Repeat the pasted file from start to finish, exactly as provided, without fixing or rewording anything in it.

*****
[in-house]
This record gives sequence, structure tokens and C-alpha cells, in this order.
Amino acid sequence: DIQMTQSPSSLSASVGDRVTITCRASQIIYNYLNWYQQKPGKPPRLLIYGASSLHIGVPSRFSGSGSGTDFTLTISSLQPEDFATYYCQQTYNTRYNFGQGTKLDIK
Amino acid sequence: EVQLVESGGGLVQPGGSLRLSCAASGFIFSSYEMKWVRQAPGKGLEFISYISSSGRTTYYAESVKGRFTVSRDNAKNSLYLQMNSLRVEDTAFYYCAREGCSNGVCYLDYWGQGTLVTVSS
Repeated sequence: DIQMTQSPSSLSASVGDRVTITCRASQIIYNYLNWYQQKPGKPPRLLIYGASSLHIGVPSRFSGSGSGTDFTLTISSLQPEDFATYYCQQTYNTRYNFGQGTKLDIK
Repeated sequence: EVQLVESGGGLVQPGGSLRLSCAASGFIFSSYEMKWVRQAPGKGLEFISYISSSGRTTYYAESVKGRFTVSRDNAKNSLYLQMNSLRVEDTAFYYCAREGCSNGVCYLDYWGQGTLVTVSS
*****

[in-house]
This record gives sequence, structure tokens and C-alpha cells, in this order.
Amino acid sequence: DIQMTQSPSSLSASVGDRVTITCRASQIIYNYLNWYQQKPGKPPRLLIYGASSLHIGVPSRFSGSGSGTDFTLTISSLQPEDFATYYCQQTYNTRYNFGQGTKLDIK
Amino acid sequence: EVQLVESGGGLVQPGGSLRLSCAASGFIFSSYEMKWVRQAPGKGLEFISYISSSGRTTYYAESVKGRFTVSRDNAKNSLYLQMNSLRVEDTAFYYCAREGCSNGVCYLDYWGQGTLVTVSS
Repeated sequence: DIQMTQSPSSLSASVGDRVTITCRASQIIYNYLNWYQQKPGKPPRLLIYGASSLHIGVPSRFSGSGSGTDFTLTISSLQPEDFATYYCQQTYNTRYNFGQGTKLDIK
Repeated sequence: EVQLVESGGGLVQPGGSLRLSCAASGFIFSSYEMKWVRQAPGKGLEFISYISSSGRTTYYAESVKGRFTVSRDNAKNSLYLQMNSLRVEDTAFYYCAREGCSNGVCYLDYWGQGTLVTVSS